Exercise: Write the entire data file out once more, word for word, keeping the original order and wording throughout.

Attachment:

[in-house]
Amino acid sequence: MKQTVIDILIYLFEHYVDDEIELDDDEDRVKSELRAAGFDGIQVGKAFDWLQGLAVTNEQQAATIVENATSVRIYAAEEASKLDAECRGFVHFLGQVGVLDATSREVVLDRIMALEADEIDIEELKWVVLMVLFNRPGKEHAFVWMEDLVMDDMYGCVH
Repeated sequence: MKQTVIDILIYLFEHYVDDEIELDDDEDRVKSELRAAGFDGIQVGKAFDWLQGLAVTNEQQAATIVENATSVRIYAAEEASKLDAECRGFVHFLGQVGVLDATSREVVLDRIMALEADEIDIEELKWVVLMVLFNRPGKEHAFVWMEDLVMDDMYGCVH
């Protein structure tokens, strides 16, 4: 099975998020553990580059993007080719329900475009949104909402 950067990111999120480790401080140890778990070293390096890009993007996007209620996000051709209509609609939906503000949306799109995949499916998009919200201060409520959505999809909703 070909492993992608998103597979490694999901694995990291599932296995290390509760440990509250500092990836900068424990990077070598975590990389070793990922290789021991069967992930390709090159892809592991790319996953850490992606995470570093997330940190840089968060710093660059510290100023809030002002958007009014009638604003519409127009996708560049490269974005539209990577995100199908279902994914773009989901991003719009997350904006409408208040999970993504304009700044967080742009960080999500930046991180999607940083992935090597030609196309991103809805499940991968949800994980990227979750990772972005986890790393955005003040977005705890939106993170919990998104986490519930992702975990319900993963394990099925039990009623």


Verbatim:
[in-house]
Amino acid sequence: MKQTVIDILIYLFEHYVDDEIELDDDEDRVKSELRAAGFDGIQVGKAFDWLQGLAVTNEQQAATIVENATSVRIYAAEEASKLDAECRGFVHFLGQVGVLDATSREVVLDRIMALEADEIDIEELKWVVLMVLFNRPGKEHAFVWMEDLVMDDMYGCVH
Repeated sequence: MKQTVIDILIYLFEHYVDDEIELDDDEDRVKSELRAAGFDGIQVGKAFDWLQGLAVTNEQQAATIVENATSVRIYAAEEASKLDAECRGFVHFLGQVGVLDATSREVVLDRIMALEADEIDIEELKWVVLMVLFNRPGKEHAFVWMEDLVMDDMYGCVH
């Protein structure tokens, strides 16, 4: 099975998020553990580059993007080719329900475009949104909402 950067990111999120480790401080140890778990070293390096890009993007996007209620996000051709209509609609939906503000949306799109995949499916998009919200201060409520959505999809909703 070909492993992608998103597979490694999901694995990291599932296995290390509760440990509250500092990836900068424990990077070598975590990389070793990922290789021991069967992930390709090159892809592991790319996953850490992606995470570093997330940190840089968060710093660059510290100023809030002002958007009014009638604003519409127009996708560049490269974005539209990577995100199908279902994914773009989901991003719009997350904006409408208040999970993504304009700044967080742009960080999500930046991180999607940083992935090597030609196309991103809805499940991968949800994980990227979750990772972005986890790393955005003040977005705890939106993170919990998104986490519930992702975990319900993963394990099925039990009623």